Psychology Seminar Series: The ontogeny of multilingual communication by Moritz M. Daum

Much of our daily life is dedicated to verbal and nonverbal interaction with others. Adequate communication skills allow a better prediction of others’ behaviour, resulting in smooth and continuous interaction.

In the present talk, I will present recent empirical evidence from our research concerning whether and how the language status of children influences social cognitive skills, that is, between children growing up either in a monolingual or a multilingual environment. I will then discuss the evidence from the perspective of a theoretical framework about how potential differences depend on language combinations, cultural influences, and children's particular experiences in everyday interactions.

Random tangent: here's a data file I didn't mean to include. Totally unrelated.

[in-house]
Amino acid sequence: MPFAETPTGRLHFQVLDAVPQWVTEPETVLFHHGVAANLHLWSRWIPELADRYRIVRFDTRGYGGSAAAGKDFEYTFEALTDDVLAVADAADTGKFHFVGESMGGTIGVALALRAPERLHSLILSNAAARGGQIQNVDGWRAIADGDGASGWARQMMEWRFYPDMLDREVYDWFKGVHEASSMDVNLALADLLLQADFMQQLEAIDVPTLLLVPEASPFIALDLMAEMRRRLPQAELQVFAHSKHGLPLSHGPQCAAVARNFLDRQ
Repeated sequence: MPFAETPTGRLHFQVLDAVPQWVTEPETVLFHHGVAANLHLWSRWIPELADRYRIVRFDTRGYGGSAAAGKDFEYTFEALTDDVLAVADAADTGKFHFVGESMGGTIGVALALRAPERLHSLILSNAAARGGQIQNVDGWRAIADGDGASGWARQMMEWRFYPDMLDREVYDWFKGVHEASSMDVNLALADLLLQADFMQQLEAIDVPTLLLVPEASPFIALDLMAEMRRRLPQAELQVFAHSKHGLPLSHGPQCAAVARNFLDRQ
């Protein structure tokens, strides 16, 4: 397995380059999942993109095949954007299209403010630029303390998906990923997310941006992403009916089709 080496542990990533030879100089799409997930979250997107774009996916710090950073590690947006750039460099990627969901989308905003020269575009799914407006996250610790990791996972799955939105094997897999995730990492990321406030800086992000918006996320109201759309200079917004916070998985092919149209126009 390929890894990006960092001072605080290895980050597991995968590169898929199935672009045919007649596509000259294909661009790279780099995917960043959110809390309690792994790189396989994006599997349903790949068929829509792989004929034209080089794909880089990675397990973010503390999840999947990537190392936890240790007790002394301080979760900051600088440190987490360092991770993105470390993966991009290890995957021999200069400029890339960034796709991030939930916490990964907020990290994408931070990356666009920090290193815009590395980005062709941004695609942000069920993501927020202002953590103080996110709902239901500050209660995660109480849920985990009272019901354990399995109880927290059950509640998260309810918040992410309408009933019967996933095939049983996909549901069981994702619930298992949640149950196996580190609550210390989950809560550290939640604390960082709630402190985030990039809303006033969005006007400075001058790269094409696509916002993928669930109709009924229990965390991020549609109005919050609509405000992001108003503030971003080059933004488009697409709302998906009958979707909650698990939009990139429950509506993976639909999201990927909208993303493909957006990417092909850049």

Moritz Daum studied psychology at the University of Zurich. After completing his doctorate at the University of Zurich, he moved to the Max Planck Institute for Human Cognitive and Brain Sciences in Munich and Leipzig. There, he headed the research group “Infant Cognition and Action”. In 2011, he completed his Habilitation at the University of Leipzig. He has been Professor of Developmental Psychology: Infancy and Childhood at the Department of Psychology since August 2012 and Director of the Jacobs Center for Productive Youth Development at the University of Zurich since 2021. His research focuses on social-cognitive development in childhood and across the lifespan, with a particular emphasis on the development of children in a multilingual language environment. Together with his team, he uses scientific methods to find answers to how people become social actors who act in a social environment and interact with it in various ways (